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Studies show that art can make you happier – whether you’re creating you own art, or enjoying someone else’s. So before you discount art as “intimidating” or “unimportant,” consider the following ways in which it may actually improve your outlook.
A study by neurobiologist and University College London professor Semir Zeki found that looking at a work of art can actually have the same psychological effect as the euphoric experience of romantic love.
Professor Zeki showed 30-odd subjects a careful selection of artworks while he scanned their brains’ reactions to them. From classically ‘beautiful’ paintings like Botticelli’s The Birth of Venus to contemplative works by Leonardo da Vinci and Hieronymus Bosch’s fantastical triglyphs, Zeki found that the visual stimulation of looking at something the subject considered favorable resulted in increased levels of dopamine (“a neurotransmitter that helps control the brain’s reward and pleasure centers”) and heightened activity in the brain’s frontal cortex. In other words, looking at art triggered the same kind of activity in the brain’s pleasure center as the experience of being in love, and even recreational drug use.
In a subsequent experiment, Zeki found that works of art generally perceived as ‘disturbing’ or ‘ugly’ (works by Bosch, for example) triggered noticeably less brain activity than Botticelli’s glowing depiction of the Roman goddess of love; however, the subjects’ brain scans still reflected stimulation. “The reaction was immediate. What we found was the increase in blood flow was in proportion to how much the painting was liked,” Zeki reported.
So whether you choose to self-reflect with Agnes Martin, float amongst Monet’s Water Lillies, melt into one of Salvador Dalí’s dreamscapes, or adventure into the pastoral American wilderness with Thomas Cole, exploring the styles, eras, and artists that evoke the best responses for you may be time well spent.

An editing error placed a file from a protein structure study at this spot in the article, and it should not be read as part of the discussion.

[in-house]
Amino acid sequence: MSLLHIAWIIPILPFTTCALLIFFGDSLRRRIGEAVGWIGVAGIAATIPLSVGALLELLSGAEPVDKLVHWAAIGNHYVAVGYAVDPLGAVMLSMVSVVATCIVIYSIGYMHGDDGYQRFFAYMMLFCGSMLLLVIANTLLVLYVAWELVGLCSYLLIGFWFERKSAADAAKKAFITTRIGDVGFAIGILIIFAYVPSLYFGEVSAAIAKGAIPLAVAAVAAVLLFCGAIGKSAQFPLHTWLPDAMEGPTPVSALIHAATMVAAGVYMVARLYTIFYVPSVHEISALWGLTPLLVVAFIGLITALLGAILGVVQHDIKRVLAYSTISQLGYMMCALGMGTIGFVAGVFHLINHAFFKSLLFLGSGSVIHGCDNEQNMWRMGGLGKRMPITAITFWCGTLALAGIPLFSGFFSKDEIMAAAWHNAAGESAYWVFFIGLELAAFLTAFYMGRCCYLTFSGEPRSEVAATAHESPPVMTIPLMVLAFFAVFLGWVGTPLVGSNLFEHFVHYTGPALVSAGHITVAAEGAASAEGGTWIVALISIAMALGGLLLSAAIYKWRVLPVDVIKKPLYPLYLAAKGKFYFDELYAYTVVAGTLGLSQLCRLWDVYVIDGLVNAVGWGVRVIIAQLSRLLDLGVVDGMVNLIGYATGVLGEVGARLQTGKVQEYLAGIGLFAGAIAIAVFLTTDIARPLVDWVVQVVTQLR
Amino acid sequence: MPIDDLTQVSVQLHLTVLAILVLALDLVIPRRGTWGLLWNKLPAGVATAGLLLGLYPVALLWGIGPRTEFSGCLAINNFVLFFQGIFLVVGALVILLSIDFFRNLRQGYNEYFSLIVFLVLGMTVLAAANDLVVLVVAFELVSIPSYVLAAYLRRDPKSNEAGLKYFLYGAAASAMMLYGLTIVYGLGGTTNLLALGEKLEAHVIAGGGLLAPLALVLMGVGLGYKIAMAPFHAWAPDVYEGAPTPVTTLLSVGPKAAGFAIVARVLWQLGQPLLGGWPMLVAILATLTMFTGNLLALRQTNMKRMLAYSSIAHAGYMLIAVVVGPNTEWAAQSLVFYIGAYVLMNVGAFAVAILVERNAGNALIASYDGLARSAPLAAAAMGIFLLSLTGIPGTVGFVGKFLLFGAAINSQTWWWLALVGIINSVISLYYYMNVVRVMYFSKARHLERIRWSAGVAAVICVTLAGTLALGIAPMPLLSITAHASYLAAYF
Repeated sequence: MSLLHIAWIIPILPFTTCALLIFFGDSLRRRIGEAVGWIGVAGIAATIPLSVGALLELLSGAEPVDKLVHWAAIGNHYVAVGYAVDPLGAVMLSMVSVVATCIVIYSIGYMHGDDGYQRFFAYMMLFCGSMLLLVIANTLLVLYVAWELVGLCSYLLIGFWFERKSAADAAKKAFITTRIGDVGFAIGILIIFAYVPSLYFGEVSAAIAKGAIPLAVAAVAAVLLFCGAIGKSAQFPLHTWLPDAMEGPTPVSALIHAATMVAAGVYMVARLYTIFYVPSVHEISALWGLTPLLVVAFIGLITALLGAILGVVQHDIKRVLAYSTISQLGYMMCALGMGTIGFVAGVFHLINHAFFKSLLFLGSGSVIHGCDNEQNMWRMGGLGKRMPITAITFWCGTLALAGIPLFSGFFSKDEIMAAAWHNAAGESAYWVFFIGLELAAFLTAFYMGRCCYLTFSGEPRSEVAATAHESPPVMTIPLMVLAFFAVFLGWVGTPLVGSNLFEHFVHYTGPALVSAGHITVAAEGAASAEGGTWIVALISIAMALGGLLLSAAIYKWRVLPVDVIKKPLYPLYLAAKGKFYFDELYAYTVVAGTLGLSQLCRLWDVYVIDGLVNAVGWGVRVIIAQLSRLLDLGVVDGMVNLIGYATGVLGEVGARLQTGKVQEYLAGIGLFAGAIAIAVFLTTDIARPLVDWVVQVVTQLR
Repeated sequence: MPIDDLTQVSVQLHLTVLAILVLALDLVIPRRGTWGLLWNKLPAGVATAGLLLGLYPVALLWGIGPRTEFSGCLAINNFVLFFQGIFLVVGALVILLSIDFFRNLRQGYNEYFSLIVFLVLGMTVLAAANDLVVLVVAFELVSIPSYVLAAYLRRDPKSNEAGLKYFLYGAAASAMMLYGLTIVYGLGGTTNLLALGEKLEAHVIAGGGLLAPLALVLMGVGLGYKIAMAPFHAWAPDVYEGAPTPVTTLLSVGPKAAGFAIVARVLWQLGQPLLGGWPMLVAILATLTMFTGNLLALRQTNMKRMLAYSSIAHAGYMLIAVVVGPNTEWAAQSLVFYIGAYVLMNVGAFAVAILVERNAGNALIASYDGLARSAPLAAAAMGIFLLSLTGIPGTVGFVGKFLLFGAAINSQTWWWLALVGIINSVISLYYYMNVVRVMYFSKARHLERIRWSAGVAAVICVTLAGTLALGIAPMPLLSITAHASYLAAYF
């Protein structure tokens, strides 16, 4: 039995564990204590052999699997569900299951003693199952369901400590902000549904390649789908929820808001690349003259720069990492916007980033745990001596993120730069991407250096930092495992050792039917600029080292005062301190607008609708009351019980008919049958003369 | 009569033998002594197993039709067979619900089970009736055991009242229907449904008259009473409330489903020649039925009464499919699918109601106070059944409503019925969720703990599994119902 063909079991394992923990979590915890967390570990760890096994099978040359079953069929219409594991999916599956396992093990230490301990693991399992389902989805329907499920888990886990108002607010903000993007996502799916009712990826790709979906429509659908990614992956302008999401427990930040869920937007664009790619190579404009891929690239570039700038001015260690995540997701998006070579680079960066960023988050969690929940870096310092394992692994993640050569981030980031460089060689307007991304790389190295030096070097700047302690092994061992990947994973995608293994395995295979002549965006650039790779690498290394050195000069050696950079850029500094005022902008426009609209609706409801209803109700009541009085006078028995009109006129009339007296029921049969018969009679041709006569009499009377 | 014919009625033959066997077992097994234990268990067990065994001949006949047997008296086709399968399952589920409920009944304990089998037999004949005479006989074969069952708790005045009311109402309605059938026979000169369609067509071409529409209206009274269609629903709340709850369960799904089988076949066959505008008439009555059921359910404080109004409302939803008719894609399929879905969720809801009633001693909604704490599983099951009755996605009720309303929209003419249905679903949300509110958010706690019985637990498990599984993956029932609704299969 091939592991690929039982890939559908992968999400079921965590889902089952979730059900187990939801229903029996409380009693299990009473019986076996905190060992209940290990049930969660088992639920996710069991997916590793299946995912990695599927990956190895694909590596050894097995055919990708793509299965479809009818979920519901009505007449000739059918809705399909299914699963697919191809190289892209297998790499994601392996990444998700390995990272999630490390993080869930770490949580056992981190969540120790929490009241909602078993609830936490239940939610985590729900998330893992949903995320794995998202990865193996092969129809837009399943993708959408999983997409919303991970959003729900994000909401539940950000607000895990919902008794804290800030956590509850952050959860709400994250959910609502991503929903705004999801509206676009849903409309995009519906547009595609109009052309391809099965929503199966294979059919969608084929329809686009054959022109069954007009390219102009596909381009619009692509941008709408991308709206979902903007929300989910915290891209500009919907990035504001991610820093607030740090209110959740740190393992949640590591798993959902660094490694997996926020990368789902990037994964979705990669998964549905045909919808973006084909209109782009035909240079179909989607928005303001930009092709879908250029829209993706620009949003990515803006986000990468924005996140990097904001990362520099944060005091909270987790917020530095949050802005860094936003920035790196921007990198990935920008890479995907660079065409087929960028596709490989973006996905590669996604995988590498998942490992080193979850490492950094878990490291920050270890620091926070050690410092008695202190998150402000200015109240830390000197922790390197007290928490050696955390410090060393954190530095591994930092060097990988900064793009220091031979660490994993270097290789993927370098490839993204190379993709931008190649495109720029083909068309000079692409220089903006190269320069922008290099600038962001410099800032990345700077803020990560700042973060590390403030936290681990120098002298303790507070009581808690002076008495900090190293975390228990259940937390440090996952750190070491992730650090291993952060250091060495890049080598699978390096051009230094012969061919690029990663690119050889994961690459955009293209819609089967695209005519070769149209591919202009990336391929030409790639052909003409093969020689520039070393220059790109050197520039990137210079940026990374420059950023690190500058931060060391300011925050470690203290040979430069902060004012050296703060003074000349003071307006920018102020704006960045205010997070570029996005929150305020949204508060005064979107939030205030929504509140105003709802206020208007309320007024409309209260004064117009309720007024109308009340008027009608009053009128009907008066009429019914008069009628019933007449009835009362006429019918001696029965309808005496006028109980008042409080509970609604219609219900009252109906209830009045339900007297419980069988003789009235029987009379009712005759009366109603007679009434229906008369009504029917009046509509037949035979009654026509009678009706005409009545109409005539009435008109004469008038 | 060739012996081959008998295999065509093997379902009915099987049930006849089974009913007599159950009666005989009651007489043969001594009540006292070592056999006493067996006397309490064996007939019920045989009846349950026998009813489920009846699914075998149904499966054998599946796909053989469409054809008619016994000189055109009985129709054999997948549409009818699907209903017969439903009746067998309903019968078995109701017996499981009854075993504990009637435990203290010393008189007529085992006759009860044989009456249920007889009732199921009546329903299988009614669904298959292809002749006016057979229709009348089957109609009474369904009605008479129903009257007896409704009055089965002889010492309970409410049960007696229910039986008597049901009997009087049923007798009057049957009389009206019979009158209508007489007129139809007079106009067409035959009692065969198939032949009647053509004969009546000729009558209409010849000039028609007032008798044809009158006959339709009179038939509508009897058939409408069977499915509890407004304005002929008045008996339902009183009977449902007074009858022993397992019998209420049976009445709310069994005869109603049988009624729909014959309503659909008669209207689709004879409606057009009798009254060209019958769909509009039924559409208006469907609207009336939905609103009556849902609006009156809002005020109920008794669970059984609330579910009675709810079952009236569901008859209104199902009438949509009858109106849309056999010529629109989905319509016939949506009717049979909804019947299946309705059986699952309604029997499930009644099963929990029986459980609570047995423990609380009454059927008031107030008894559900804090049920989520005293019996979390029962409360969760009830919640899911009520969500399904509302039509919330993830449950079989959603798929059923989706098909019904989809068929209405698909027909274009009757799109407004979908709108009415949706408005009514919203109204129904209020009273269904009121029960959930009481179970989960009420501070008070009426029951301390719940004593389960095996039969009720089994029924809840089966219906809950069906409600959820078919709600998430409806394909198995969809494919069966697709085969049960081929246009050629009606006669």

And what of artists themselves? Scientific evidence also suggests that creating art may elevate your mood, clarify your ability to problem solve, and increase open-mindedness. You don’t need to garner marketable success to consider yourself creative, and your subsequent experience of well-being can manifest in any which way – from peace to accomplishment to pride. Generally, mental health professionals agree that there’s a correlation between creative expression and positivity. These “increases in positive mood broaden attention and allow us to see more possible solutions to creative problems,” says Dr. Shelley Carson.
As for the archetype of the ‘brooding artist,’ it’s true that many famous creative figures have notoriously battled serious mental illnesses. As Norwegian Expressionist Edvard Munch explained, “Without anxiety and illness, I am a ship without a rudder…my sufferings are part of my self and my art.”
Perhaps the flip-side correlation between creativity and unhappiness comes from the artist’s willingness to confront their insecurities, fears, anger, and despair. They may use art as a form of alternative therapy for a pre-existing condition, or maybe the disappointment of criticism influenced their self-worth. Van Gogh, who is thought to have suffered from multiple psychological disorders and whose death is widely considered a suicide, revealed: “I put my heart and my soul into my work, and have lost my mind in the process.”
So can art really make you happier? It can, but it’s not guaranteed – especially when the jury is indefinitely out on what ‘art’ or ‘happiness’ even is. But learning to embrace your inner artist won’t automatically transform you into a lonely, tortured genius. Rather, developing an appreciation for art may just lead you to the discovery of a more self-reflective, contemplative, expressive version of yourself.